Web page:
Working alone with livestock can be challenging but for David Cooper from Tardoes Farm, Muirkirk, Ayrshire, it’s second nature. The farm is home to a flock of 3000 ewes, which he looks after almost entirely on his own.
“I’ve developed a simple system and I do everything I can to make the most of the natural environment, the hills are mainly heather and the land is peaty so ewes need to be self sufficient to thrive here. It’s a low cost model so I carry out all routine duties with the sheep, including lambing, by myself,” says Mr Cooper.
Arriving at Tardoes, a 474-acre former dairy farm, in 2004, Mr Cooper brought 450 ewes from his family’s mixed farm in Dartmoor, Devon. He was 17 years old and says he settled quickly in his new home.
He immediately started improving the holding, which had previously been used as an open cast coalfield and has now fenced the whole farm, singlehandedly erecting 40,000 metres of post and net over the last 12 years.
Ewe survival on the hill
A neighbouring farm was purchased in 2006 and more land in 2010 and 2013 extending the unit to 5000 acres so the flock has grown to 1200 Herdwick and 1800 Welsh Mountain ewes. The breeds are very hardy and well suited to the wet climate and rough hill land, everything is bred pure and an ideal scanning result is a single as the ewes must survive on the hill without silage, no supplements, blocks or licks.
This year scanning was 110% so all singles are returned to the hill and the twins come down to the in bye land where the grass is good enough for rearing twins. Lambing starts on the 25th April and despite the large numbers involved it’s a very manageable time for Mr Cooper who has a couple of hard working sheepdogs and one quad bike that he relies on to carry out the daily checks.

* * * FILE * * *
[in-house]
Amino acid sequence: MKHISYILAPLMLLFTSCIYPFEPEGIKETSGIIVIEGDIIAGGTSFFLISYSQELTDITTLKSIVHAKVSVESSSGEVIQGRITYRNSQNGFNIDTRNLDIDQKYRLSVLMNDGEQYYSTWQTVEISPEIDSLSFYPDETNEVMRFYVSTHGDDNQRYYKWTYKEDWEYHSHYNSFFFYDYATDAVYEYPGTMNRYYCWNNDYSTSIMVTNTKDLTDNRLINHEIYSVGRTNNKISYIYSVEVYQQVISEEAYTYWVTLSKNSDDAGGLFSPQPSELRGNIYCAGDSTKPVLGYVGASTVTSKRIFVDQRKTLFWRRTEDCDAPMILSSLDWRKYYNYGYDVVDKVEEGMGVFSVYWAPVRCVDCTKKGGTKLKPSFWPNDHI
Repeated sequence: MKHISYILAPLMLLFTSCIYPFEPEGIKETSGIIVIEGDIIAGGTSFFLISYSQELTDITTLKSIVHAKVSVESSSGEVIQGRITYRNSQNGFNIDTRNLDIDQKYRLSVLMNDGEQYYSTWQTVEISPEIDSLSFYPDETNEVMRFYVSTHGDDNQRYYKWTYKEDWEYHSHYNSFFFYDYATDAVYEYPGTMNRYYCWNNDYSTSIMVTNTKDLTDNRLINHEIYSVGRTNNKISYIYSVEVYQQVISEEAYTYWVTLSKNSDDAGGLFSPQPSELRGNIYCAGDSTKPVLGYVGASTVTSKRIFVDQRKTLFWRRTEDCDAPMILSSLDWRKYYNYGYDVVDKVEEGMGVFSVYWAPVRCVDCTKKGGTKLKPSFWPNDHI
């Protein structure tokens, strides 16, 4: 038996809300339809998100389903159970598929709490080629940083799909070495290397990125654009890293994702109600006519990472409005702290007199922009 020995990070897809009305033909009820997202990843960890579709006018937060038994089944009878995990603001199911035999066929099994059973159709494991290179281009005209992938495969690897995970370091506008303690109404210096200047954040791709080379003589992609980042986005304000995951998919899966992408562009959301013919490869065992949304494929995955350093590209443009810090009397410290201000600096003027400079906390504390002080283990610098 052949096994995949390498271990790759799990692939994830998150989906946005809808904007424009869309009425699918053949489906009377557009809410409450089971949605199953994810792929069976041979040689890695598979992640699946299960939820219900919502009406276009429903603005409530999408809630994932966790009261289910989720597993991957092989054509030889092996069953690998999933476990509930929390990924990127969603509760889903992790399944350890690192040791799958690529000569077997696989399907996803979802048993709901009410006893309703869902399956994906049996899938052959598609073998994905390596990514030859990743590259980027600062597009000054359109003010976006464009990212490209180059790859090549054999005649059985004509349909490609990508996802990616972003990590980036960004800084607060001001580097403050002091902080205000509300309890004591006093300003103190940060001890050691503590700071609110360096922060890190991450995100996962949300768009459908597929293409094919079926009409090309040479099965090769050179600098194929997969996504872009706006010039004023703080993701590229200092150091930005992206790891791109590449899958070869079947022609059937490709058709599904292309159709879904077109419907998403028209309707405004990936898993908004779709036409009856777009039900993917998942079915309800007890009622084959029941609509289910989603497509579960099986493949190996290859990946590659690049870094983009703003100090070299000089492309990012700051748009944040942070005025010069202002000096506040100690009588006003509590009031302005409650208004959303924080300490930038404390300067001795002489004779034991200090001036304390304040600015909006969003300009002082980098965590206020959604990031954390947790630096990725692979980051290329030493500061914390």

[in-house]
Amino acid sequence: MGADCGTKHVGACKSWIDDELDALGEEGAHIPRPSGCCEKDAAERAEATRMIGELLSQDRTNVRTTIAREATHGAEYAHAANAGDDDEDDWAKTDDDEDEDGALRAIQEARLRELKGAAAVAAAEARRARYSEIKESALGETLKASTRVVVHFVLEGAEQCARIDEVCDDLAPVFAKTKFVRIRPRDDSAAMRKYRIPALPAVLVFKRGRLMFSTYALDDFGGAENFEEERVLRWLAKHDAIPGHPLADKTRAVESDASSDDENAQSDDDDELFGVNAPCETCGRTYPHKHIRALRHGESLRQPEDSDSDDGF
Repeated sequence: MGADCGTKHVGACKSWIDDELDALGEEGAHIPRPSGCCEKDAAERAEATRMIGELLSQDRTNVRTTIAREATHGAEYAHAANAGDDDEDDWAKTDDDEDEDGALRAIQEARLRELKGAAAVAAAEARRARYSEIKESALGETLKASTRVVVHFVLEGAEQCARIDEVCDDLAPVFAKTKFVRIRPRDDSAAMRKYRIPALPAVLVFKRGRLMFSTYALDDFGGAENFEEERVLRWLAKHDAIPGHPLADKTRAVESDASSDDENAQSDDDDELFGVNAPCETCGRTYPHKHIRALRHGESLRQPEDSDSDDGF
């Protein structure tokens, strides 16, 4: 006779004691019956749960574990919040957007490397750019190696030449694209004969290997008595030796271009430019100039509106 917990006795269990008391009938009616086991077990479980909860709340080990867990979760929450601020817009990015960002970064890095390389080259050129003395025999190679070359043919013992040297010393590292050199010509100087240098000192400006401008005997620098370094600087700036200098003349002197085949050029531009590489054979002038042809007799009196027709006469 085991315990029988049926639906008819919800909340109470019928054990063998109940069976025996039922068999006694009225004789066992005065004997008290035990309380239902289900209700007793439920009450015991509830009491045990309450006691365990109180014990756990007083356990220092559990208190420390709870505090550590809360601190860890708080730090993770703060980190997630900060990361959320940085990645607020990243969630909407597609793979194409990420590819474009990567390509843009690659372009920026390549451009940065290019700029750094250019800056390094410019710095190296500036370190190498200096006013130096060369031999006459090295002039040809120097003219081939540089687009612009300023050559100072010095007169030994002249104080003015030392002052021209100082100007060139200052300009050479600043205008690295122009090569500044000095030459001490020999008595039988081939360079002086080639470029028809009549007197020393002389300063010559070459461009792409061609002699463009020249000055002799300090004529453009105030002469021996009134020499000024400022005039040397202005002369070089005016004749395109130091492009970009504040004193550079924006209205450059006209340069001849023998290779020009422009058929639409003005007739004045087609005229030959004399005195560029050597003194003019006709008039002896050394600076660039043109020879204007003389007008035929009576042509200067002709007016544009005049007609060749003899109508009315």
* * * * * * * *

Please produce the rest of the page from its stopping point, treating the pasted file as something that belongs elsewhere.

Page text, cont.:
“I control prolificacy by breeding only from singles and I always select to breed from ewes with good mobility, sounds mouths and with no feet problems, so when it comes to lambing the ewes are in good condition and capable of delivering their lambs with no intervention,” he comments.
Dosing and vaccinating
In keeping with the rest of the operations the marketing of the lambs is also as straightforward as possible. The lambs, which are marketed through Farm Stock Ltd, are ideal for the light lamb market and achieve an average carcass weight of 12kg.
Applying slaughter tags to the finishing stock has become a whole lot faster and easier since Mr Cooper stared using the Allflex RapID Multi Shot Applicator. The lambs go straight from the farm in big batches so tagging a lorry load in one go is a normal occurrence and achieving this quickly is now possible with the RapID Multi Shot.
He says: “The 20 tag semi automatic tagging system has speeded up tagging for me – using the old single tagger was always slow but this is so fast that I have tagged 300 lambs in under one hour. The tagger is easy to squeeze and very reliable, it uses a strip of 20 tags, which speeds up the process, and I can reload it easily too. The blade cuts each tag and the good design means that the tags line up every time, reducing the risk of ear damage.”
Building the livestock system at Tardoes from scratch has taken careful planning and management, Mr Cooper attributes a positive mental attitude to his success so far and is keen to improve performance and expand further. He concludes, “The Allflex RapID Multi Shot Applicator is an innovation that saves me time and money, adopting new technology and smart equipment helps me to run my business as cost effectively as possible.”
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